SCAR has been working for many years with the Council of Managers of National Antarctic Programs (COMNAP) and the Commission for the Conservation of Antarctic Marine Living Resources (CCAMLR) to support talented early-career researchers, engineers, environmental managers, and other professionals to strengthen international capacity and cooperation in fields such as science support and facilitation, environmental management implementation, and climate, biodiversity, conservation, humanities and astrophysics research by way of an annual funding opportunity.
The Council of Managers of National Antarctic Programs (COMNAP), the Scientific Committee on Antarctic Research (SCAR), the Commission for the Conservation of Antarctic Marine Living Resources (CCAMLR) and the International Association of Antarctica Tour Operators (IAATO) work together to support talented early-career researchers, scientists, engineers, environmental managers, and other professionals. The purpose is to strengthen international capacity and cooperation in fields such as climate, biodiversity, conservation, humanities and astrophysics research by providing annual funding opportunities. Read
The COMNAP Antarctic Fellowship was offered for the first time in 2011. It is designed to encourage the active involvement of early career Antarctic persons and to strengthen international capacity and cooperation in the spirit of the Antarctic Treaty. It is intended to allow people from a COMNAP Member National Antarctic Program country to undertake short-term visits to major international laboratories, field facilities, and/or home institutions in or operated by other COMNAP Member National Antarctic Programs.
Applications are welcome from a range of disciplines and fields, including but not limited to, those with Engineering, Environmental Management, Data Management, Technology, Social Sciences, Humanities, Education, Communication and Outreach, Law, Operations and Logistics, Search and Rescue, Medical and Science backgrounds.
Recipients must visit a facility in or run by a COMNAP Member or Observer country, which is different from their (a) country of citizenship (which should be a COMNAP Member or Observer country) and (b) country of current residence.
Applications must be for one of the COMNAP projects. Priority topics for 2021 are:
- Alternative non-fossil fuel energy systems in cold climate and any cold climate engineering: including, but not limited to buildings, mechanical, systems, remote autonomous systems
- Understanding the environmental issues from direct human impacts arising from Antarctic science and operations including cumulative impacts; Understanding plastic waste introduction and removal options so as to eliminate introduction of plastics including micro-plastics from the Antarctic environment; Understanding management implications of environmental change to National Antarctic Program activities; Development of best practice related to risk reduction from non-native species intra-regionally in the Antarctic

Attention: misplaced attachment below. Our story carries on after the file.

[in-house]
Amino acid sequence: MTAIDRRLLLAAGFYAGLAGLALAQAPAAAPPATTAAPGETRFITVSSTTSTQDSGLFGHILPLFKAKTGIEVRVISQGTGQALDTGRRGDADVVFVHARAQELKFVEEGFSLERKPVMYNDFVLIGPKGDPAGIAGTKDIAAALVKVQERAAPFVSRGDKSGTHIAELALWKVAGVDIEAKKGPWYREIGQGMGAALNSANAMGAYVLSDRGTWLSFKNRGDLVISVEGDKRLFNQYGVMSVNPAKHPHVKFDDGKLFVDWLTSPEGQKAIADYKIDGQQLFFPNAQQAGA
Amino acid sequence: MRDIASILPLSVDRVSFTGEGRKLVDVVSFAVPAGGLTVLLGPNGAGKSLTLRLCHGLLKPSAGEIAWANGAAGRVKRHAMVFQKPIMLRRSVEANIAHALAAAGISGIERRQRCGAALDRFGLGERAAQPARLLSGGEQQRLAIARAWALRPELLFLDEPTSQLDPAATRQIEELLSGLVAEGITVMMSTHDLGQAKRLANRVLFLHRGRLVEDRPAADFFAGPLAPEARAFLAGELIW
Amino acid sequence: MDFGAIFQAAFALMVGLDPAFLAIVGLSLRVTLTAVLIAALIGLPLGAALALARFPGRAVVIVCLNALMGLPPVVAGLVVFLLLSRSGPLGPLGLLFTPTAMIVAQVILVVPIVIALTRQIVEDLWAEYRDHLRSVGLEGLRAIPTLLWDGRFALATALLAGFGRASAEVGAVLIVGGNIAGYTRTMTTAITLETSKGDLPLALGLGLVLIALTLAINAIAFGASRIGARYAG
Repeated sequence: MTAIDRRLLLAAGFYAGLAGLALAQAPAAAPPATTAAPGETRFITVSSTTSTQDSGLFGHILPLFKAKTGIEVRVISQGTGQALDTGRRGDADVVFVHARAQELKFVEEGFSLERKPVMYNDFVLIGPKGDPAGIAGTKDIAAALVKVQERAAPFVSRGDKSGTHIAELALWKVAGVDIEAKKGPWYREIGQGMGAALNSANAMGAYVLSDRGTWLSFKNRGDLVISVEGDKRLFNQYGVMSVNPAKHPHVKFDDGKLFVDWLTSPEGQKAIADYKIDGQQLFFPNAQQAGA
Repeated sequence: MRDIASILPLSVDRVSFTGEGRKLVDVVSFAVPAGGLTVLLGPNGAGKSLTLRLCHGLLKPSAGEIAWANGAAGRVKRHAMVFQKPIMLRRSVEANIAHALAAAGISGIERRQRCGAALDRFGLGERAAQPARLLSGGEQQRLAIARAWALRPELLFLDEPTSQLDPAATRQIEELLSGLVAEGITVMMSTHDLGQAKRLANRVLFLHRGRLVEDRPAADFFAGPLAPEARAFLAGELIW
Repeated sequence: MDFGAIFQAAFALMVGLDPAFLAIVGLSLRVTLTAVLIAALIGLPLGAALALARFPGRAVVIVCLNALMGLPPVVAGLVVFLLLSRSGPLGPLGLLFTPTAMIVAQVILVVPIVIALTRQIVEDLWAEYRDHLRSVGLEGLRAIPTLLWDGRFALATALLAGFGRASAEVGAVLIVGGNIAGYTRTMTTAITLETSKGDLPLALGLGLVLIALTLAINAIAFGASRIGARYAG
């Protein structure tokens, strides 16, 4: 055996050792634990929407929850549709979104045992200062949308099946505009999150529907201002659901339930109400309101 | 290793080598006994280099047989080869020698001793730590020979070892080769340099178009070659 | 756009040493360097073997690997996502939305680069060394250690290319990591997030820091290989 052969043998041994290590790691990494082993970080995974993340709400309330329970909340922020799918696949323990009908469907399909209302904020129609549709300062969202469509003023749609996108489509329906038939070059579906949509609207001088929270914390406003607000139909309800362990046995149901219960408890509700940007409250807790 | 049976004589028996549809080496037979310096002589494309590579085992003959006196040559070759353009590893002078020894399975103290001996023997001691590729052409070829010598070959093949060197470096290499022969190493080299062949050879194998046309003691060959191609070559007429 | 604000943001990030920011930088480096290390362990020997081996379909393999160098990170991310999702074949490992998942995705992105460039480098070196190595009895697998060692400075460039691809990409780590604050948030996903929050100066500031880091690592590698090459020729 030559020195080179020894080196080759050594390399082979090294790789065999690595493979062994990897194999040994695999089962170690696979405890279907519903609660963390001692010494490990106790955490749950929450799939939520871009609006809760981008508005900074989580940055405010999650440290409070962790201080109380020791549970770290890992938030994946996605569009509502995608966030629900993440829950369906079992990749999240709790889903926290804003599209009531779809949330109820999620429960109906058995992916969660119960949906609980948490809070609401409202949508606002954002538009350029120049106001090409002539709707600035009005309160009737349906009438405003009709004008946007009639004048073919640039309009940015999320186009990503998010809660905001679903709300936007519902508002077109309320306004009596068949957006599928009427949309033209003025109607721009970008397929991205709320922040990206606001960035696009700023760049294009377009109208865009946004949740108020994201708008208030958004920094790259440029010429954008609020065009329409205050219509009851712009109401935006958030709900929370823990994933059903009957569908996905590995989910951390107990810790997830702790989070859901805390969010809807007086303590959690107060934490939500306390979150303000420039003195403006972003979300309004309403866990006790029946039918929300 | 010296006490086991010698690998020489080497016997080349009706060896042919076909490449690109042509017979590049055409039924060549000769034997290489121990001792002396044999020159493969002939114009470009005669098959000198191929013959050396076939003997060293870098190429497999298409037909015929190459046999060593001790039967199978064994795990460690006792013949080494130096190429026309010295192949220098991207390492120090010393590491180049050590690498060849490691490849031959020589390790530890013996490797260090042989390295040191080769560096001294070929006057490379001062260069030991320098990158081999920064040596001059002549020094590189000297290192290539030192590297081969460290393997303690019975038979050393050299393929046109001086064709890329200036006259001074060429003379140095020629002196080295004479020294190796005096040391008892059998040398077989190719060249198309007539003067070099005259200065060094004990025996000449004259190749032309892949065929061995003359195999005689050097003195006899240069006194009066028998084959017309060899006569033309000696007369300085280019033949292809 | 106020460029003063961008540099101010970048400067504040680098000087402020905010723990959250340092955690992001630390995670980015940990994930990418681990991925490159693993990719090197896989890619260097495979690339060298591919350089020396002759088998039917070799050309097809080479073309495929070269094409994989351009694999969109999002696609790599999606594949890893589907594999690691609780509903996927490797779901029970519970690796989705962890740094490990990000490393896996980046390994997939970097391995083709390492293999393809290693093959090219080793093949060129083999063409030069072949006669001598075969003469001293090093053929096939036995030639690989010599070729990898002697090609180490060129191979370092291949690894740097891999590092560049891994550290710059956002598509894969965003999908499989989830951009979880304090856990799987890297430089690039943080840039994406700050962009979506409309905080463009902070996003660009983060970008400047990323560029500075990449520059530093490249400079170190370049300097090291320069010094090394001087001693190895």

- Operation and management of Antarctic aviation capabilities, including, but not limited to application of remotely piloted aircraft for scientific, operational or conservation purposes
- Best collaborative use of new marine research vessels in support of science, including advanced exchange of science voyage information
- Human safety, including, but not limited to equipment, clothing, operating procedures and search and rescue.
Up to one award of up to US$15,000 is available for 2021.
Home institute or applicant must bear in-home-country costs (e.g. travel visa application, salary/wages, domestic travel).
Any “early career” person, where here, “early career” person is defined as someone who is within the first five years after completion of the highest level of university award/certificate/degree obtained; or any person, regardless of university completion, that is under the age of 40 years old on the day of the deadline for the application submission, is eligible to apply. So, as examples:
- Those who have a doctorate, with not more than 5 years since your doctoral award.
- Those who hold a master’s degree, with not more than 5 years since your master’s degree was awarded to you.
- Those who hold an undergraduate degree, with not more than 5 years since your bachelor’s degree or baccalaureate was awarded to you.
- Those under the age of 40 on 31 May 2021.